Returning to the peace and quiet of our rooms we again tackled the track which now thronged with half lit tuc tucs, stray dogs and wild scooter riders.
Early next morning three of us walked south for an hour or so watching the pelicans skimming the waves, a fishing boat dragging in its nets and avoiding the stench of a bloated seal carcass. After another swim and reading I walked north past the new fishing jetty under construction and in to the village again. Birds of prey were attacking another carcass in the blistering heat and despite wearing a wide brimmed hat I was reddened by the sun's rays reflecting off the almost white sand.
Later that evening I walked back up again to avoid the road to hell and joined the others for dinner in an open fronted restaurant for grilled pork chops and ice cold beer. It looked hot and sweaty work over the charcoals but the end result was delicious - it is surprising how the hotter countries also favour the peppery and spicier food and I think over the last month I have become accustomed to the heat of various accompaniments.
What was to be our final day on the road started well with an early departure after a good breakfast on the terrace and a final traverse of the tortuous track. We deviated briefly to see the turtles at El Nurro but declined the opportunity to swim alongside them and headed off to Piura which had been the venue for a very noisy night 3 weeks earlier.
It was a relief to get going again as it was by now 5pm and we had many miles ahead of us - but at least we were all safe and together. It is a constant concern for me when away as breakdown cover is very much a western luxury and following the fun and games in Morocco earlier this year when I faced a 1500 mile journey across Morocco and then Spain with defunct suspension our predicament had a sense of deja vue. We stopped in Chiclayo and again in Chilete to revive the supremely stoical Jorje who by the time we reached Cajamarca at 2am had been driving for 18 hours - apart from a couple of police checks and some crazy lorries it was a largely uneventful ordeal although a few vicious mozzies had jumped in and took advantage of the tight spaces to attack my legs.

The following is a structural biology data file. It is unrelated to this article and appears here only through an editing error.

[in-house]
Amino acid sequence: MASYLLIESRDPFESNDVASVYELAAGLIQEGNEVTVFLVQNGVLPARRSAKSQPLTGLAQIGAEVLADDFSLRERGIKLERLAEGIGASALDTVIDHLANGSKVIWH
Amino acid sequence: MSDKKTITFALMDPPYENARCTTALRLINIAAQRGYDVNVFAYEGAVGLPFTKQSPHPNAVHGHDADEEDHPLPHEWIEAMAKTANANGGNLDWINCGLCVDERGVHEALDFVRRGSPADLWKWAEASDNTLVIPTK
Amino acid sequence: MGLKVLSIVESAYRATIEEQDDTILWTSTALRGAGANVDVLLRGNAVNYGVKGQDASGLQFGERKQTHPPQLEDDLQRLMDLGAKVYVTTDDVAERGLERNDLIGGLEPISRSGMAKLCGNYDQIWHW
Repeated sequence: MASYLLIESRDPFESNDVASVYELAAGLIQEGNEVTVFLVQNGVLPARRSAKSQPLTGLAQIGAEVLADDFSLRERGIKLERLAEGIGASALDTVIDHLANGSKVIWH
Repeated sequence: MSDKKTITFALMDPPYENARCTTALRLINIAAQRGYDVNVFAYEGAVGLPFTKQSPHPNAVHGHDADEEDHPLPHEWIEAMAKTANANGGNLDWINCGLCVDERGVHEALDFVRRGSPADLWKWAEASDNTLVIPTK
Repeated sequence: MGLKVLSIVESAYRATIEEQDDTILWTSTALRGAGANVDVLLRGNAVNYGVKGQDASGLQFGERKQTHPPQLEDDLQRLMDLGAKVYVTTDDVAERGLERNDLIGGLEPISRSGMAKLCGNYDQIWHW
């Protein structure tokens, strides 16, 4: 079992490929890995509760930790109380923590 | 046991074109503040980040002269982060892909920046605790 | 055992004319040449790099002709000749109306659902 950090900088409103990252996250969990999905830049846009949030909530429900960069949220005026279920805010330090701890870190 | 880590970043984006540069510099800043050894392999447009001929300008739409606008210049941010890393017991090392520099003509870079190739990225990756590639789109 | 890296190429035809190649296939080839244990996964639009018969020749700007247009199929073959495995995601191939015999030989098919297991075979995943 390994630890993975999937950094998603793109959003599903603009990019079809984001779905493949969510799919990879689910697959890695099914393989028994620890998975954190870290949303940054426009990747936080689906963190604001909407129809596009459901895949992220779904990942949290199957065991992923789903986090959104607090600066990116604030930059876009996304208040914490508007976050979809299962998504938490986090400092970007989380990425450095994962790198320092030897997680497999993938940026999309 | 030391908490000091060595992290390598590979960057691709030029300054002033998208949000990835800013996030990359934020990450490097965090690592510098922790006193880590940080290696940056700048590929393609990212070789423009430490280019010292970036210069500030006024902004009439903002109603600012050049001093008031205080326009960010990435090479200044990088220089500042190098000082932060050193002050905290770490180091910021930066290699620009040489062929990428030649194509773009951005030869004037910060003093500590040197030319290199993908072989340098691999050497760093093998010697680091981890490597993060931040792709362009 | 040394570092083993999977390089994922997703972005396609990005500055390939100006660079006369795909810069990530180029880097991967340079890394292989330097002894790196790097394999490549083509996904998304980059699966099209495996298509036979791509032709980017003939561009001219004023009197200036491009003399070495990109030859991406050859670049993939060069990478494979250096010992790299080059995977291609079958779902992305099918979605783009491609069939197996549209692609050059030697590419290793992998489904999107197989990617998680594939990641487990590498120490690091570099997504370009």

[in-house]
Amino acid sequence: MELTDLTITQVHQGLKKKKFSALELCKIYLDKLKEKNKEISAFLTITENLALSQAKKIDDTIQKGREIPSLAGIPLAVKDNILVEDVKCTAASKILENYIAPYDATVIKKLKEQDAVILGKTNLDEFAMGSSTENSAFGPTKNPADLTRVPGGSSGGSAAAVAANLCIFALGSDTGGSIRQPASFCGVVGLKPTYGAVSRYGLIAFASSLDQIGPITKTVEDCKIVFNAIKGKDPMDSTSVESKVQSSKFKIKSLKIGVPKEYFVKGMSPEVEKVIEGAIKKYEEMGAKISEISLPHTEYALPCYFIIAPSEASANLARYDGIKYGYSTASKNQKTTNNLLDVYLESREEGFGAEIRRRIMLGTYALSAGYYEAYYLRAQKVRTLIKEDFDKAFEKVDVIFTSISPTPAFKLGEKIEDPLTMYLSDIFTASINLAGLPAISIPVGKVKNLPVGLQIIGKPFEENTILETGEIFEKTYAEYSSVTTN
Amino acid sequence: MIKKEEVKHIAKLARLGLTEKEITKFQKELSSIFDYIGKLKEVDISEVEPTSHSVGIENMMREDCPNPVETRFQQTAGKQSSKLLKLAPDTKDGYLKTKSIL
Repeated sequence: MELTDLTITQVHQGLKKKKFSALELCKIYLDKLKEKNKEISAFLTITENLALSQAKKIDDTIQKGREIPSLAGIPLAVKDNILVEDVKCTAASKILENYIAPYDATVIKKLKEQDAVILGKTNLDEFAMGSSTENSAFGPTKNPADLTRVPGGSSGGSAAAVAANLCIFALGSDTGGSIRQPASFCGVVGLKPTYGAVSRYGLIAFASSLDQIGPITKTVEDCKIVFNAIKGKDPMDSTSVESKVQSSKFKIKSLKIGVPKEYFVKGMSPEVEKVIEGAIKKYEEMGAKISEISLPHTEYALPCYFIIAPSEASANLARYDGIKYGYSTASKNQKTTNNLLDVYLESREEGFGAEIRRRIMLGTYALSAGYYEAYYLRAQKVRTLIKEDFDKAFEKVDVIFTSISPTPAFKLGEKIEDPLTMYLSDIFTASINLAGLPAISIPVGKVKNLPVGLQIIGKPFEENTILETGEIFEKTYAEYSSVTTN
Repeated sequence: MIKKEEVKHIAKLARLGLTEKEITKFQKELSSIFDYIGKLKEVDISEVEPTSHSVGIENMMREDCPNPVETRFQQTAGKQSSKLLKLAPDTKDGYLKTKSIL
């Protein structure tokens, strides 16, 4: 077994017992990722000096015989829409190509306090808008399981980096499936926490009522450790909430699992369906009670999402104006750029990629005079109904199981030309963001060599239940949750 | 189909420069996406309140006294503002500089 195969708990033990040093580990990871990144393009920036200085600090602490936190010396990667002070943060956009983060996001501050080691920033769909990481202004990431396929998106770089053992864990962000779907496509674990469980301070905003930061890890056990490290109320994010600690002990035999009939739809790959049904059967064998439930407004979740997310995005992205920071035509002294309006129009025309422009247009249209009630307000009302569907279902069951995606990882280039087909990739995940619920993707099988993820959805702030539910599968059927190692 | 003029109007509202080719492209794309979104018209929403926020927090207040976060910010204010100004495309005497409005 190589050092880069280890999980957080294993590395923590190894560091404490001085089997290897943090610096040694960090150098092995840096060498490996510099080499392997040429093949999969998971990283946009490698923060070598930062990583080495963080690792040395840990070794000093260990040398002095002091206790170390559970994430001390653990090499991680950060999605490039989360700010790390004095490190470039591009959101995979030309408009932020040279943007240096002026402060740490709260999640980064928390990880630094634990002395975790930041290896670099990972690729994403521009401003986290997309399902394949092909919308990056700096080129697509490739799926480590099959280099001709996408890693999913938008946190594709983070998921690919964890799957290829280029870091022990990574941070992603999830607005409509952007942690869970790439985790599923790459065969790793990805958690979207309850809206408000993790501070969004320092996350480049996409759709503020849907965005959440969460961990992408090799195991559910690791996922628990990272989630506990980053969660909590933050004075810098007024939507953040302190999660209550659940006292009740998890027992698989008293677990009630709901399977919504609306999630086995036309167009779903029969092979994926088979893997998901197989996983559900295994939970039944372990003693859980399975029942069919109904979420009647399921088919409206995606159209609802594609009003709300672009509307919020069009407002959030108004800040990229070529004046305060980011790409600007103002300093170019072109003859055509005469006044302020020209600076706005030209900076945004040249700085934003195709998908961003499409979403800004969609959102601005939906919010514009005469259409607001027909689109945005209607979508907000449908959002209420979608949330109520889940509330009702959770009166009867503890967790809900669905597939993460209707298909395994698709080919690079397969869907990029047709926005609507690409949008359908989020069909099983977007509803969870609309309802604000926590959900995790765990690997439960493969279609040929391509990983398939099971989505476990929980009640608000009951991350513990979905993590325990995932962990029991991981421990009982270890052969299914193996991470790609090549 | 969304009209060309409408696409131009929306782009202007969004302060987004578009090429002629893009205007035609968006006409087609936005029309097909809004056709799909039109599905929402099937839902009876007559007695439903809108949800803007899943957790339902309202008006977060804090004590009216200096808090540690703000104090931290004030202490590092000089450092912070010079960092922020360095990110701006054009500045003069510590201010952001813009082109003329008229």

Suzy had the gates open and after extracting our bags we left the bulk of the goods to be dealt with in the morning and all headed off for a much needed sleep.
So today we have been right through the van sorting out things after almost a month on the road, whilst Suzy fussed over us. Ozzie has been hard at work in the grounds, the chicks have trebled in size and it was good to sit back and reflect on what has been a revealing and informative journey.
The APM lads have been amazing company looking after Chris and I throughout and always in good humour. Dave's unique approach to life has provided many memories - his 69th birthday at La Caprichosa put many a younger guy to shame - and for me it has been a remarkable introduction to three rewarding, welcoming and friendly countries that I very much hope to return to in the not too distant future.
Over the next couple of days we will relax, prepare for the journey home and put warm coats at hand for what will be a rude awakening as we return to the poor weather we have been reading about. Coastal SA has El Nino warnings for the next few months which if they materialise may devastate some of the amazing place we have seen but judging by the tenacity and resilience of the many people we have met they will survive - somehow.
A final post covering this next week will be posted from the UK so in the meantime
photos here and our progress here will have to do!